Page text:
Jan 20–23, 8pm The Fei and Milton Wong Experimental Theatre, SFU
(The theatre's address is 149 West Hastings St, but you will have to enter at Cambie and Cordova. Look carefully for the small, unlit paper signs with hand drawn arrows that will guide you through the maze of scaffolding and construction materials to the entrance.)
“John said this would be ‘interactive’,” Robyn whispered as we sat in the blacked out theatre, and “Let the Sunshine In,” from Hair played overhead. This was already the second song to play while the audience sat in the dark—the first was from West Side Story—so I started to expect a medley of famous musical numbers wound around a “Chorus Line”-esque story, and somewhere in there we’d all get to sing along, audience and performers together. But by the time the performers finally came onstage—casual clothes, slack postures, impassive faces—I realized that this show would be minimal, or minimalist, or, um, an experiment in minimalism, so as to include us, the audience, in the performance, and that there would be a lot more meaningful silences, more sitting in the dark, and not a lot of story. (And no, I didn't read the PuSh notes prior to the show.)
Each song's choreographed segment/performance, those that had one, was reminiscent of theatre class warm-up exercises and was interesting or funny for the first 20 seconds, and then I wanted the show to get going, I still wanted something to happen. We could have left like some audience members, but I was sure something was going to happen, some truth revealed, some elementary hook that would connect everything and engage everyone, so while I waited, I let myself drift into memories brought forth by some of the songs—like “The Sounds of Silence”, which took me to my sixth grade music class which was solely focussed on the music of Simon & Garfunkel, and I remembered the smell of the varnish of my desk as I put my head down and wondered how I would ever survive the tyranny of my teacher, Mr Hennig—and I watched the couple in the middle row dance in their seats to each song because they felt they had to, and I hummed along to “Imagine” because I’ll admit I don’t know all the words. But when the first notes of the eponymous song began, I conceded defeat, that the high-minded meta-theatrical experience this show aimed to provoke was not the experience I had.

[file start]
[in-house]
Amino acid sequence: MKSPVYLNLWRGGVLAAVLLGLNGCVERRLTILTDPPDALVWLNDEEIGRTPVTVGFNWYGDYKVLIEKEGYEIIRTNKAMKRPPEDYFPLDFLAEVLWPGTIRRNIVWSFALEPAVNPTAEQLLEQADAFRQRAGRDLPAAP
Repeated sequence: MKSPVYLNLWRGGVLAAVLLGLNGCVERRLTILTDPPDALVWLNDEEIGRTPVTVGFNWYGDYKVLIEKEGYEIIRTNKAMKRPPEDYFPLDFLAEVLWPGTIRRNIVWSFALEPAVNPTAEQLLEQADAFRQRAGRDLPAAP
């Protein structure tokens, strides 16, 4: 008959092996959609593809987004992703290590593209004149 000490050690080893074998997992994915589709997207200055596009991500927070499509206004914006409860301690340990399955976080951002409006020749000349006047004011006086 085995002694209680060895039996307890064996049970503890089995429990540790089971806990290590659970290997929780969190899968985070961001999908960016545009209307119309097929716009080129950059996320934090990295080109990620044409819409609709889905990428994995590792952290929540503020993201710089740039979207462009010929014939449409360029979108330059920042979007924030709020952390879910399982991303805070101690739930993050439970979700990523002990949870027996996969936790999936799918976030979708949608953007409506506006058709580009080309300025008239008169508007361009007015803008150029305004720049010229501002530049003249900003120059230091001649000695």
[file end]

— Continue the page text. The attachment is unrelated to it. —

Afterwards, the four of us walked around the Woodwards complex and puzzled over the show, then puzzled further over the architectural model display in the atrium. Apparently, such constructions as the Brentwood SkyTrain Station and Surrey' s City Hall contribute to my concept of "Vancouverism". I had no idea I lived in an ideology and not a city. Thankfully, the curatorial statement clearly explains the worldly importance of American architects in general, and of Vancouverism in particular:
My next PuSh outing is Nevermore, Jan 21–Feb 6, 8pm (Tuesdays 7:30pm), Arts Club Theatre Company - Granville Island Stage. I'm looking forward to it. (And no, I'm not going to read the PuSh notes beforehand.)